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Archive: March 2001

Thursday, 29 March 2001

Kat and I just returned from the company retreat to Curaçao, which was quite lovely and very warm but also lacked Internet access.  There was also a distinct lack of stuff for me to do besides sit around, read books, and swim.  Sounds like heaven, right?  Wrong.  My head was in danger of imploding, to reference Babylon 5 once more, and frankly the island pace doesn’t suit me.  I don’t care how relaxed life is down there: it should not take fifteen minutes to screw up an order for three scoops of ice cream in a bowl.  I expect that level of incompetence to consume no more than five minutes, tops.

On the other hand, I did at long last learn to snorkel and got relatively good at it, so I was able to enjoy gliding over coral formations, minor shipwrecks, and brightly colored fish while the sun warmed my (SPF45 and T-shirt protected) back.  So I can’t say the trip was a total loss.

Monday, 19 March 2001

Not much new to say this week.  We had an out-of-town friend visit us over the weekend, which was really nice, and Kat and I have been discussing plans for home improvements this spring and summer.  It isn’t so much what we want to do as what we want to do this year, and what we want to put off for following years.  I’m also starting to assemble my thoughts on the subject of renegotiating my home finanacing, what with interest rates as low as they’re about to be.  Hey, if we’re going to be forced into a downturn by (insert your preferred scapegoat here), we may as well benefit from it in some fashion.

Monday, 12 March 2001

At the risk of making myself sound like a fanboy, I’m going to quote Babylon 5, specifically the end of the last episode of the third season:

All of life can be broken down into moments of transition or moments of revelation.  This had the feeling of both.

And so it is for me, at the moment.  Life is a continual surprise to me—not in the sense it is for golden retrievers, thank you, but just in terms of how it never unfolds in a predictable way.  In the last few days the surprise has deepened into a strange species of wonder and a muted sense of surreality.

Thursday, 8 March 2001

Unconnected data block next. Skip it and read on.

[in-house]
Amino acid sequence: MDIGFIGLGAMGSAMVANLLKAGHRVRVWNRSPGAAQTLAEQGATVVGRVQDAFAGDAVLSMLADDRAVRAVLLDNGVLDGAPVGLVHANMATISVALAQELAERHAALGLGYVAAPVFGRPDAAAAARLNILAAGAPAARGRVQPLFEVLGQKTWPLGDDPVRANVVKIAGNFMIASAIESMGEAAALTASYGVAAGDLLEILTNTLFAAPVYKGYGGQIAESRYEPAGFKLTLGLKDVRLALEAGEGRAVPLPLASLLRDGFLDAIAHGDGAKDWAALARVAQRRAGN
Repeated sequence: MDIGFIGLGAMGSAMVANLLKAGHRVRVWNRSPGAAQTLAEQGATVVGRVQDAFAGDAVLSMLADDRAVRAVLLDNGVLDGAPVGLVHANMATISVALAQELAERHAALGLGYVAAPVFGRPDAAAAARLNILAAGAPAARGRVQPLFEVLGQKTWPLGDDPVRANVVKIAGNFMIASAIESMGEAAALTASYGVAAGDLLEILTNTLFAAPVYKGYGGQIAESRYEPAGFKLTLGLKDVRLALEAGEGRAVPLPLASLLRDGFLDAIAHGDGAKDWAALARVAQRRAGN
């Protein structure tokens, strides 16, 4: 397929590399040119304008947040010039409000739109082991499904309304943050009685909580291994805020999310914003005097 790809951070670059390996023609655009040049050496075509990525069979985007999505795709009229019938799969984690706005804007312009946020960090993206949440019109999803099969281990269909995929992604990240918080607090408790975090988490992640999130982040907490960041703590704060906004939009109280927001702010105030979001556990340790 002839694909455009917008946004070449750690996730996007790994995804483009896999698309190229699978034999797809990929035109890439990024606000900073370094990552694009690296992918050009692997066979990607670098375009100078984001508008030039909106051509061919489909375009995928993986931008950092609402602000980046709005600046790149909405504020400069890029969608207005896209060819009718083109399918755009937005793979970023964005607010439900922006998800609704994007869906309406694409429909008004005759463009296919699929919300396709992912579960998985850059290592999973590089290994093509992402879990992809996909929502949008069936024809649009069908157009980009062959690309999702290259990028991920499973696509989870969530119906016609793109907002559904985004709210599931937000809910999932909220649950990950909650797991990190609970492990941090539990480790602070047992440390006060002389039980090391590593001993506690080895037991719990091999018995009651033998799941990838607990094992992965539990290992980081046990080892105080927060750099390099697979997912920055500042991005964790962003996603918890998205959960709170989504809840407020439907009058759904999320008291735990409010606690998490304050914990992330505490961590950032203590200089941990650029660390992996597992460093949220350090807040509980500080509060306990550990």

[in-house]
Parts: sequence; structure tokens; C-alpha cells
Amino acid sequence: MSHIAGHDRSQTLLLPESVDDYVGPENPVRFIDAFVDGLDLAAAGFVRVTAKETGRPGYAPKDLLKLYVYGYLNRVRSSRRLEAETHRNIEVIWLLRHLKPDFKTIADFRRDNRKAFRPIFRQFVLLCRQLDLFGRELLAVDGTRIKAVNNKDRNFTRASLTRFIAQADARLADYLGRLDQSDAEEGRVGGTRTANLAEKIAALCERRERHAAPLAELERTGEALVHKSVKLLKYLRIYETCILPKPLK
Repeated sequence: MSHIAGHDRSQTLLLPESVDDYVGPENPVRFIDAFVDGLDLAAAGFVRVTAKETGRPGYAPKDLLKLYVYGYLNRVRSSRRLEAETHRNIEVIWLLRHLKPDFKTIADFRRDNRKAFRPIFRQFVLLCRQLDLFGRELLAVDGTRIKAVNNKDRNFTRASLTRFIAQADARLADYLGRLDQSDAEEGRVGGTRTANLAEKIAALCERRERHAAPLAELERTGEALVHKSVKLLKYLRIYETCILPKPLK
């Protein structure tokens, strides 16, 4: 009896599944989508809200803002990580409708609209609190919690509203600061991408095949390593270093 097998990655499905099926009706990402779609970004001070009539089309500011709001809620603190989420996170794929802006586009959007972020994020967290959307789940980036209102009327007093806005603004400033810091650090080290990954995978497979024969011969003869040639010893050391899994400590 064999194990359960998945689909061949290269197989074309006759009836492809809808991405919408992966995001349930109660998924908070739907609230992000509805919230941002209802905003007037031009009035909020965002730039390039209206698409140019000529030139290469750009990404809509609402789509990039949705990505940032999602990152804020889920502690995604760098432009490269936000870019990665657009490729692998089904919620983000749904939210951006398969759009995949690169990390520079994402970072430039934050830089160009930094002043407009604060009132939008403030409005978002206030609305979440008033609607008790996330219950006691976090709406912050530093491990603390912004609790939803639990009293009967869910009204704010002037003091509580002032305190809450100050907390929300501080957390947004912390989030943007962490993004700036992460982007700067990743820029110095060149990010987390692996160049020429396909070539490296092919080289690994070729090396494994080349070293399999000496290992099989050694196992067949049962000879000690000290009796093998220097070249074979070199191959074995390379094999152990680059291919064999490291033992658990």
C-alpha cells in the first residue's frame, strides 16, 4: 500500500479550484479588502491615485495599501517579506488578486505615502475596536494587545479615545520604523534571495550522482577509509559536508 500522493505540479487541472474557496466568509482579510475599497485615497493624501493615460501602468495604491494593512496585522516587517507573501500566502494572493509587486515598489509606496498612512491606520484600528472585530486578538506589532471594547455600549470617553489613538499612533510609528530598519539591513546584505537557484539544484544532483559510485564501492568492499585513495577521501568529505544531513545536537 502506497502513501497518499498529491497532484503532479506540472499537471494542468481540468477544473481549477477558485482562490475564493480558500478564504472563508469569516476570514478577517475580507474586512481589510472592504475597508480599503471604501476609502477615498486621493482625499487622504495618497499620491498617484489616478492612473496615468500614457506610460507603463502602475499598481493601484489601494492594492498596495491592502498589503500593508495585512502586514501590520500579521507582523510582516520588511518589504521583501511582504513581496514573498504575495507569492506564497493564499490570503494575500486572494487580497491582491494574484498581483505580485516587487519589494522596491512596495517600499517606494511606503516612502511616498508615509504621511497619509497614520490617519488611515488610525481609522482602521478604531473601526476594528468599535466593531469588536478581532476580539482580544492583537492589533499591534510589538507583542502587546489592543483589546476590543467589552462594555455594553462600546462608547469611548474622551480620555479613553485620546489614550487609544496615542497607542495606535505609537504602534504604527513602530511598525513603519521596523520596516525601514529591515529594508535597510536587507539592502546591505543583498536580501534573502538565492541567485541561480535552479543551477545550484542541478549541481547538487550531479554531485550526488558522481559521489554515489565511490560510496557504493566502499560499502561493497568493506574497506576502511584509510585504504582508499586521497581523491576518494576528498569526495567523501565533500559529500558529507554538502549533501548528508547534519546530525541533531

The lead story on CNN.com had the following lead-in:

As the House of Representatives debated, President Bush said today he was “confident they’ll do the right thing” on a Republican tax bill that will reconfigure the tax rate structure.

Somehow, I think the President and I have a very different vision of the outcome of the House doing “the right thing.”  (How like a conservative to assume that there is only one “right thing.”)  If you’re at all interested, one of my co-workers did an analysis of the effective raise people would receive as a result of the competing tax plans.  Note that the x-axis is logarithmic, so each major tick is a tenfold increase in yearly income.  It turns out that (if you believe these numbers) the very poor get a 5% raise, as do people with an annual income of $600,000.  While I can’t absolutely guarantee the accuracy of this chart, I dug through the numbers and they seem right—plus, the lines are more or less what you’d expect from each party’s position.  Of course, the beauty of this kind of chart is that each side of the debate sees it as ringing support for their position.

Gonna be a long four years.

Monday, 5 March 2001

I surfed past Molly’s Web site and found that I’d landed (as had Kat) on Molly’s new “Famous People I Know” page (thanks Molly!), so I started wandering through some of the other sites she has listed.  Some people I know, some I don’t.  I came across a striking contemplation from a person I do know, Leslie Veen: “Is [this] what being a part of a democracy means—taking turns at cringing at the one who occupies the oval office?”  Amen, sister!  Can I get an ay-men from the audience?  Thank you.

The HWG class is settling down into some sort of interesting groove.  Week 2 went much better than Week 1, mostly because I gave the students something to actually work with, instead of grilling them on theory.  Hands-on learning—what a concept!  So we’re going to stick with that mode for the remainder of the course.  I’ve heard from a few students that while they’re struggling and sometimes confused, they’re really learning something and enjoying it.  On the other hand, roughly half the students have yet to send in any of their homework, which is a little bothersome.  Well, I’ll deal with that in a bit.

March 2001
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